cal lutheran baseball Hank Aaron, 1,000-home-run hitter? Test. A player who could have emerged from the Atlantic Ocean? Double test. In nowadays with out MLB, our staff writers went on a deep dive of baseball’s most complete database to seek out issues that remind them of what makes the sport so great.

Baseball-Reference is the eighth marvel of the world, and albeit, it’s superior to a few of the better-known seven, too. Who wants the Colossus of Rhodes, after all, when you have the player page for Tuffy Rhodes, onetime residence run king of Japan?

One of the qualities that defines baseball’s corner of the internet is the quirkiness inherent in appreciating its history. Much of that pleasure is tied in with looking Baseball-Reference pages, which expose weird stats and fun names and implausible accomplishments and all of those quirky histories. Baseball-Reference is already a year-round treat, but in a time absent of actual video games—Opening Day was originally slated for Thursday—it turns into counterintuitively much more central for followers: Solely the strangeness can slake our baseball thirst; the only new discoveries can come from mining the depths of already existing pages.

The location has more data obtainable than anyone has time to learn, social distancing or not. There are pages for each player, team, and season; for leagues ranging in ability degree across four continents; for each doable statistical search a baseball fan would hope to reply. So to have a good time the breadth of the positioning’s riches, we held a miniature draft, selecting our five favorite B-Ref pages apiece, chosen from anyplace on the site. As befits this eighth wonder, we got weird—and in so doing, found room for some baseball smiles even when the parks are closed, the mounds just ready for the first real pitch of spring. —Zach Kram.

Some of the distinctive bits of Baseball-Reference branding is “black ink.” Each time a player leads his league in a statistical class, the quantity on his web page is displayed in bold. If he leads all of Main League Baseball, it’s each bolded and italicized. B-Ref even tracks black ink on a player’s web page, with certain categories weighted to emphasise their significance, and publishes the participant’s score at the bottom of his page as a fast and dirty estimation of his worthiness for the Corridor of Fame.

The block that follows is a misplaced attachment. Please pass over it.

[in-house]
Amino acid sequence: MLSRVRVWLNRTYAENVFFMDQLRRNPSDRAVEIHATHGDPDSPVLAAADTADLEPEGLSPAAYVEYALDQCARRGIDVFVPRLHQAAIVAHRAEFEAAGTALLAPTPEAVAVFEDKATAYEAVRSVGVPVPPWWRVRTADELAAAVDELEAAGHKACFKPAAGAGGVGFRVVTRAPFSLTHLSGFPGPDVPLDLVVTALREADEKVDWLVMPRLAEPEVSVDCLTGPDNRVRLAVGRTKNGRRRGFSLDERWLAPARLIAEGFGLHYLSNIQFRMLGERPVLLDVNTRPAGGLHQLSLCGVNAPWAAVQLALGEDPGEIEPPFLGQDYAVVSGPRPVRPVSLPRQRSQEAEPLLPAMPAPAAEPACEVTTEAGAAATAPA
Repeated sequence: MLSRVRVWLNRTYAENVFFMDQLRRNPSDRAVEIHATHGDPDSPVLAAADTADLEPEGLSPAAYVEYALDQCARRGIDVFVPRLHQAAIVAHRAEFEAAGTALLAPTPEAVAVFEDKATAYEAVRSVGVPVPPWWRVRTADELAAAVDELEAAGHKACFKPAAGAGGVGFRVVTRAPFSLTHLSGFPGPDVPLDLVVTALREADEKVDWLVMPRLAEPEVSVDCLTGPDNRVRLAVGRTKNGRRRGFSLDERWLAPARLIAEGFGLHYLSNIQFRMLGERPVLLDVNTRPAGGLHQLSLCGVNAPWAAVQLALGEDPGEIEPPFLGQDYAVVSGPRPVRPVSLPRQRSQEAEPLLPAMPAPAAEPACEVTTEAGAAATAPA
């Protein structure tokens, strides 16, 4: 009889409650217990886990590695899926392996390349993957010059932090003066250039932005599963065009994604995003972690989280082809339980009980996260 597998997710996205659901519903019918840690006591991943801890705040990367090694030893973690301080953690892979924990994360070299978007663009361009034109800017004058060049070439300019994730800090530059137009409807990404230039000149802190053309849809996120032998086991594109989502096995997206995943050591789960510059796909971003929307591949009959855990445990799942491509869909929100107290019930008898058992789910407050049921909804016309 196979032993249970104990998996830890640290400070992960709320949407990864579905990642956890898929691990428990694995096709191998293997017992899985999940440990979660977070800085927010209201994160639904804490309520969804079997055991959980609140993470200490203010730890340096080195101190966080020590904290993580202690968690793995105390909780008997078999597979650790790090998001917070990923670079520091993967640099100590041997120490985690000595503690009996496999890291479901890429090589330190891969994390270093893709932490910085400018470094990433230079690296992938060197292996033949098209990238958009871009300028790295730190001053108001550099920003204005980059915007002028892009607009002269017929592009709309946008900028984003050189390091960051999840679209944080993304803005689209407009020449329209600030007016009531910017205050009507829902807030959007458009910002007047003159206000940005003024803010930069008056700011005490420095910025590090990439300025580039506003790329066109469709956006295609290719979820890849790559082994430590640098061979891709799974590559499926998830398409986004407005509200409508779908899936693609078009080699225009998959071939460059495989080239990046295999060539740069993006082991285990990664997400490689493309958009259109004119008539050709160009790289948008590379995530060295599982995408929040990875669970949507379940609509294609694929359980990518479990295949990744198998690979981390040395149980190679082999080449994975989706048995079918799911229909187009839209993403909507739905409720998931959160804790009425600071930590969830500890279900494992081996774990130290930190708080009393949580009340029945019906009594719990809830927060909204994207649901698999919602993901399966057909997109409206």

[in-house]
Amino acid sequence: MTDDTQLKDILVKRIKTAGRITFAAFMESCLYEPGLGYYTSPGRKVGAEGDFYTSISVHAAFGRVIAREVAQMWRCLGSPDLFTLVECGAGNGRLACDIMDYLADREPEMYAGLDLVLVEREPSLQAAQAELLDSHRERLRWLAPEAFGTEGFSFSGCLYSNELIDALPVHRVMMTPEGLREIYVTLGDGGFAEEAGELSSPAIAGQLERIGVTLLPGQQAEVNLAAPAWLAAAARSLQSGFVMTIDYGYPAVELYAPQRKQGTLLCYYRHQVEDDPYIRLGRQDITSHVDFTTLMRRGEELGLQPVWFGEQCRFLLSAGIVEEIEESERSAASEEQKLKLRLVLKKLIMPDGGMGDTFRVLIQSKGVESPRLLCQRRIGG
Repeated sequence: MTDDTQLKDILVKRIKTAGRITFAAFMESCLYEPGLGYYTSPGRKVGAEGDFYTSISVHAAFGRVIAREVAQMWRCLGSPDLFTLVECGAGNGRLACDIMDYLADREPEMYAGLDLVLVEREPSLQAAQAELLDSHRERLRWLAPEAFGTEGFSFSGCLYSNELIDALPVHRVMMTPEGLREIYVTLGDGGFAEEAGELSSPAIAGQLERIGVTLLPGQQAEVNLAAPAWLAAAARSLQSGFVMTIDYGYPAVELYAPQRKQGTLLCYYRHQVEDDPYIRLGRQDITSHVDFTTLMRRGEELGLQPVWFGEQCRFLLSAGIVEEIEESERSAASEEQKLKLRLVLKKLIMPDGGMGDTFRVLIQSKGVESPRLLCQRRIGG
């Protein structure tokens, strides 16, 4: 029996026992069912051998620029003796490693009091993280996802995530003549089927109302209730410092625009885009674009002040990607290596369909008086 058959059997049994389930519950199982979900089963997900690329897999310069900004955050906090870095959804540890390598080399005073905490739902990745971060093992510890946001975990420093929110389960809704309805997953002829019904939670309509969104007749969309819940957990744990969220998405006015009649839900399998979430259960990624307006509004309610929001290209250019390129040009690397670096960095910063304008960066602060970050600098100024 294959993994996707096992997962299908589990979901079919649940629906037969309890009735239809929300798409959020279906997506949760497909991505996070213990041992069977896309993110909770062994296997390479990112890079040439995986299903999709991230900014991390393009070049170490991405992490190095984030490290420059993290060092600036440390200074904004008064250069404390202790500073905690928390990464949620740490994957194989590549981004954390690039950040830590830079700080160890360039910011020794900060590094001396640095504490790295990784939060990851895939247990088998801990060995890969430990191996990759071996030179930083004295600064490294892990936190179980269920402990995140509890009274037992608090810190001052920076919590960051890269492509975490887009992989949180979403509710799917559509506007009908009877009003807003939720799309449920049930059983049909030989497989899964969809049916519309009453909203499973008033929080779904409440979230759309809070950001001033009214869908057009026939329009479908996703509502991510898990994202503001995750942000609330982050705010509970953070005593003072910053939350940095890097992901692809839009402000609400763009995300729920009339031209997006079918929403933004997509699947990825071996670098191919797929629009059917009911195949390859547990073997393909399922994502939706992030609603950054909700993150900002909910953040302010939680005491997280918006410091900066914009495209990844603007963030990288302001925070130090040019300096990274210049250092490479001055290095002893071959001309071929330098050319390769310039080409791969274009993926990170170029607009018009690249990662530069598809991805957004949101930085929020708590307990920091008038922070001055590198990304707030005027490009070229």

When most statheads discuss players with loads of black ink, they go to favorites from the latest past, like Barry Bonds or Pedro Martínez. However my private favorite smattering of black ink belongs to Rogers Hornsby. The Rajah was an actual asshole, God rest his soul, but he may completely rake. If you already know anything about Hornsby, other than his profitable personality, it’s that his career batting common, .358, is the highest ever for a right-handed hitter and second only to Ty Cobb overall. That undersells his offensive prowess somewhat.

That’s proper, from 1920 to 1925, Hornsby led the National League in batting common, OBP, and slugging share (and by extension OPS and OPS+) every single yr. Bonds and Ruth swept the triple-slash categories 3 times mixed, whereas Hornsby did it six years in a row. As a lot as I really like the nooks and crannies of Baseball-Reference, sometimes you simply desire a stats site to play the hits. Literally, in Hornsby’s case.

The 1899 Spiders are the worst staff in MLB history. They're additionally my favorite team in MLB history. (I adore them so fervently that early on in my relationship, my girlfriend purchased me a classic Spiders T-shirt as a birthday present.) And their Baseball-Reference page exhibits why.

The backstory right here is that earlier than the season, the Spiders’ homeowners also purchased the St. Louis Perfectos (later the Cardinals) and traded all their good gamers—together with Cy Young and two other future Corridor of Famers—to St. Louis to try to kind a superteam. However that context isn’t immediately obvious on the page. One of many only indications of one thing unusual comes at the prime of the web page, when B-Ref offers an option to see the Spiders’ previous season but not their next. That’s because the Spiders franchise folded after 1899.

The opposite indication of one thing unusual is the data itself; B-Ref is, at the start, a treasure trove of data. For example, each workforce web page includes a quick visual representation of the game-by-game outcomes. Green means a win, crimson means a loss, and the peak of the bar signifies the margin of victory. Here is the Spiders’ graph of 20 inexperienced bars and 134 crimson.

Every page is full of storytelling statistics. So it’s simple to see that, say, Jim Hughey was the Spiders’ ace but completed the season with a 4-30 record, and that the pitching workers as an entire completed with a 6.37 ERA and didn’t feature a single participant with a league-average mark or better.

The Spiders also exemplify the uncertainty of early baseball record-keeping, which wasn’t nearly as exact as it's right this moment. Six players have a “?” next to their names, which signifies that baseball historians are uncertain of their handedness on the plate. And so they highlight the wonders of old-timey baseball names, with gamers like Sport McAllister, Ossee Schrecongost, and Highball Wilson. Harry Colliflower was on this workforce, too, with a fun identify and a hilarious player photograph—another delight of early-years Baseball-Reference—in addition.

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